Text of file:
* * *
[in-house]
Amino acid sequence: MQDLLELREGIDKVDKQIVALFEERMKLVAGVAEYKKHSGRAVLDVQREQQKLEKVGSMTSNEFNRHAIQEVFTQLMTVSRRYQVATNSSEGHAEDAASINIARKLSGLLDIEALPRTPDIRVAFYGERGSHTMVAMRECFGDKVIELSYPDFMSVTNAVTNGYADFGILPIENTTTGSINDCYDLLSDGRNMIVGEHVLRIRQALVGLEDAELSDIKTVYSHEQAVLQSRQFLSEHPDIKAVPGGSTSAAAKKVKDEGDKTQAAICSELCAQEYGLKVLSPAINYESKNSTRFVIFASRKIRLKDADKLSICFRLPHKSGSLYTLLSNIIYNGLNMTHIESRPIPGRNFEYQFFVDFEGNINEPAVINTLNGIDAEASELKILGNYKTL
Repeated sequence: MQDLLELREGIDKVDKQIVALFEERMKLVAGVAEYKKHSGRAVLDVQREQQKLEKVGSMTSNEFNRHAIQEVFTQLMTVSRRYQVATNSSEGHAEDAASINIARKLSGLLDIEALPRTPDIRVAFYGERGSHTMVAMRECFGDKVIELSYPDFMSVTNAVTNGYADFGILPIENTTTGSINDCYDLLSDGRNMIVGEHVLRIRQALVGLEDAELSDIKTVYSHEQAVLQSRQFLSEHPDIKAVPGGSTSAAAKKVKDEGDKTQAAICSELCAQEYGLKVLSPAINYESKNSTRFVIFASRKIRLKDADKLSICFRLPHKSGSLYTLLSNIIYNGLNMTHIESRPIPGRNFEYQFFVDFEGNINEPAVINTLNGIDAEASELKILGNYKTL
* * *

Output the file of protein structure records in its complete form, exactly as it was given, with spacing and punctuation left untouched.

[in-house]
Amino acid sequence: MQDLLELREGIDKVDKQIVALFEERMKLVAGVAEYKKHSGRAVLDVQREQQKLEKVGSMTSNEFNRHAIQEVFTQLMTVSRRYQVATNSSEGHAEDAASINIARKLSGLLDIEALPRTPDIRVAFYGERGSHTMVAMRECFGDKVIELSYPDFMSVTNAVTNGYADFGILPIENTTTGSINDCYDLLSDGRNMIVGEHVLRIRQALVGLEDAELSDIKTVYSHEQAVLQSRQFLSEHPDIKAVPGGSTSAAAKKVKDEGDKTQAAICSELCAQEYGLKVLSPAINYESKNSTRFVIFASRKIRLKDADKLSICFRLPHKSGSLYTLLSNIIYNGLNMTHIESRPIPGRNFEYQFFVDFEGNINEPAVINTLNGIDAEASELKILGNYKTL
Repeated sequence: MQDLLELREGIDKVDKQIVALFEERMKLVAGVAEYKKHSGRAVLDVQREQQKLEKVGSMTSNEFNRHAIQEVFTQLMTVSRRYQVATNSSEGHAEDAASINIARKLSGLLDIEALPRTPDIRVAFYGERGSHTMVAMRECFGDKVIELSYPDFMSVTNAVTNGYADFGILPIENTTTGSINDCYDLLSDGRNMIVGEHVLRIRQALVGLEDAELSDIKTVYSHEQAVLQSRQFLSEHPDIKAVPGGSTSAAAKKVKDEGDKTQAAICSELCAQEYGLKVLSPAINYESKNSTRFVIFASRKIRLKDADKLSICFRLPHKSGSLYTLLSNIIYNGLNMTHIESRPIPGRNFEYQFFVDFEGNINEPAVINTLNGIDAEASELKILGNYKTL